Student and Career Services
Hall of Achievement interactive digital display
The Tenth Annual Undergraduate Research Symposium will be held on Thursday, May 21, 2020.
The University of Oregon defines undergraduate research broadly and includes students from all disciplines. Undergraduate students all over campus are engaged in original projects, mentored research, creative work, entrepreneurial presentations, consulting pitches, portfolios, and community-based projects. UO students have big questions and are working on finding and making answers.
Whether you are presenting, attending, mentoring, or supporting your peers, we look forward to seeing you at the symposium.
Last year over 75 majors, 21 minors, and eight colleges were represented by students from every undergraduate class in the Erb Memorial Union and Science Library Visualization Lab for a day of oral and poster presentations, performance art, Academic Residential Community presentations and quick chats telling the stories behind the data students are gathering and working with. This year will welcome new presenters and mentors for the biggest symposium yet.
Sunday, June 14, 2020
To be determined.
GRADUATES! Make sure you register for the ceremony on Marching Order. A link will be sent to your email address in May. You can find more information on the SOJC Commencement website, here: https://journalism.uoregon.edu/commencement/
REGALIA (cap and gown, etc.): Purchase at the Duck Store starting late March/early April. (http://www.uoduckstore.com/graduation-packages)
Visiting friends and family are encouraged to make travel arrangements early.
More details are coming soon. If you or someone you know needs special accommodations to enjoy the event, please contact firstname.lastname@example.org
The Next Media Frontier is Immersive
We are now living in the experiential age. Communicators must learn how to use immersive media to create experiences that tell compeling stories, engage and educate audiences, elevate brands, and drive social change.
This summer, immerse yourself in a new kind of learning adventure: The Immersive Communication Workshop at the Oregon Reality (OR) Lab at the University of Oregon in downtown Portland. This week-long interdisciplinary workshop, taught by award-winning faculty at the OR Lab, will teach you how to:
Anticipate your clients' evolving communication needs
Use Immserive media technologies for experiential communication
Understand and improve immersive user experiences
Begin building virtual environments (no prior experience needed)
Understand the power and responsiblity of designing immersive content for ethical impact
A few spots are still available! Register today
As the power of augmented, virtual, and extended realities and the Spacial Web continues to grow, industry and the academy are also beginning to grapple with the ethical considerations that accompany that power. How often do the individuals who design these immersive experiences consider the potential consequences of both brief and prolonged use in these spaces? The extraordinary opportunity to both elevate and destroy rests in the hands of the content and experience creator. This panel brings together academics, journalists and industry professionals at the forefront of this field to discuss what we know and what we don’t know about the ethical considerations of immersive media.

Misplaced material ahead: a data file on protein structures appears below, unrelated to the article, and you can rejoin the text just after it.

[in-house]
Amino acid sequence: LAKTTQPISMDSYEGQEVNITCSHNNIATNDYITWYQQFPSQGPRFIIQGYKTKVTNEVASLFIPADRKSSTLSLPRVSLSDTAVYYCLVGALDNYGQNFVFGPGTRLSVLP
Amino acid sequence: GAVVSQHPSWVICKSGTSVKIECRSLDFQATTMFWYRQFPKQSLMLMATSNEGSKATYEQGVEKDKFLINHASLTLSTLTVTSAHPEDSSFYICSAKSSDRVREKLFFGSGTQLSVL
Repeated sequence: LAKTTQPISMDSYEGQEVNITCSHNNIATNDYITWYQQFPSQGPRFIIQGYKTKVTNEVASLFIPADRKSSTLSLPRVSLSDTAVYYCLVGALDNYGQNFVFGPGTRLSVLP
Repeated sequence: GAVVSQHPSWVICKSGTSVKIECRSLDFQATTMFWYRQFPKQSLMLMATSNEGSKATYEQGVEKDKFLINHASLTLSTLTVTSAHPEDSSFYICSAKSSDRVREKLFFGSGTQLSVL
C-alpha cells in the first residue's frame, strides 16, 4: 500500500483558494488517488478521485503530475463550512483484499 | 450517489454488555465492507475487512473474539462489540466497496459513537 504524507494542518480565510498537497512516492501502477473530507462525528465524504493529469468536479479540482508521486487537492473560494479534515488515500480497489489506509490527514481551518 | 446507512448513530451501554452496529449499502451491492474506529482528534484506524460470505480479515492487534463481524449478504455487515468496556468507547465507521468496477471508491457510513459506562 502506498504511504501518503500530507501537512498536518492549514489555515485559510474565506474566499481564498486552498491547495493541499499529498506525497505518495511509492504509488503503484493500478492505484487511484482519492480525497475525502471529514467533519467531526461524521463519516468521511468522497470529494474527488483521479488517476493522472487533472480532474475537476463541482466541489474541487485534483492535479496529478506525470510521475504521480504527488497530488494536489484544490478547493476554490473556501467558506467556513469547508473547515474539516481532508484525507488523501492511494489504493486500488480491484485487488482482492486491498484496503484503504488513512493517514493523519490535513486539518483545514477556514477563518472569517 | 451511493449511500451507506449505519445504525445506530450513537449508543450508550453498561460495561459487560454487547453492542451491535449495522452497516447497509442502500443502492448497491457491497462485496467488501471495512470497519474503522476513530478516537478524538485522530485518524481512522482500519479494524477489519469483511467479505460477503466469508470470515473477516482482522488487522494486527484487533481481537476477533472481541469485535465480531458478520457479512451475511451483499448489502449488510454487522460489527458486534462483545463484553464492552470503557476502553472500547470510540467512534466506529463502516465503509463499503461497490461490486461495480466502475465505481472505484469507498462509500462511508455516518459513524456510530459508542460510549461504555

Kent Bye, Journalist, Historian, Philosopher and host of Voices of VR Podcast
Daniel Pimentel, Lab Coordinator, Media Effects & Technology Lab and in Fall 2020, UO Assistant Professor in Immersive Media Psychology
Moderator: Donna Davis, Associate Professor and Director of the Master's in Strategic Communications program
RSVP required. Email Erika Berardi if you'd like to attend.
Design Week Portland 2020
The Winter 2020 multimedia journalism class, Storytelling with Communities, invites the public to a screening of the students' current projects. In light of Governor Brown's announcement on March 11 and what we continue to learn about the most effective efforts to contain the spreak of COVID-19, we are postponing the screening to the Fall 2020 term.
Net Inclusion welcomes digital inclusion community practitioners, advocates, academics, Internet service providers, and policymakers to discuss:
local, state and federal policies and policy innovations impacting digital equity,
sources of financial and programmatic support of digital inclusion programs,
and digital inclusion best practices from across the country.
Considering CDC advisories for older adults and those with compromised immune systems, the organizers feel it is in the best interest to reschedule this particular set of events for a later date. We apologize for any inconvenience these cancelations may cause you.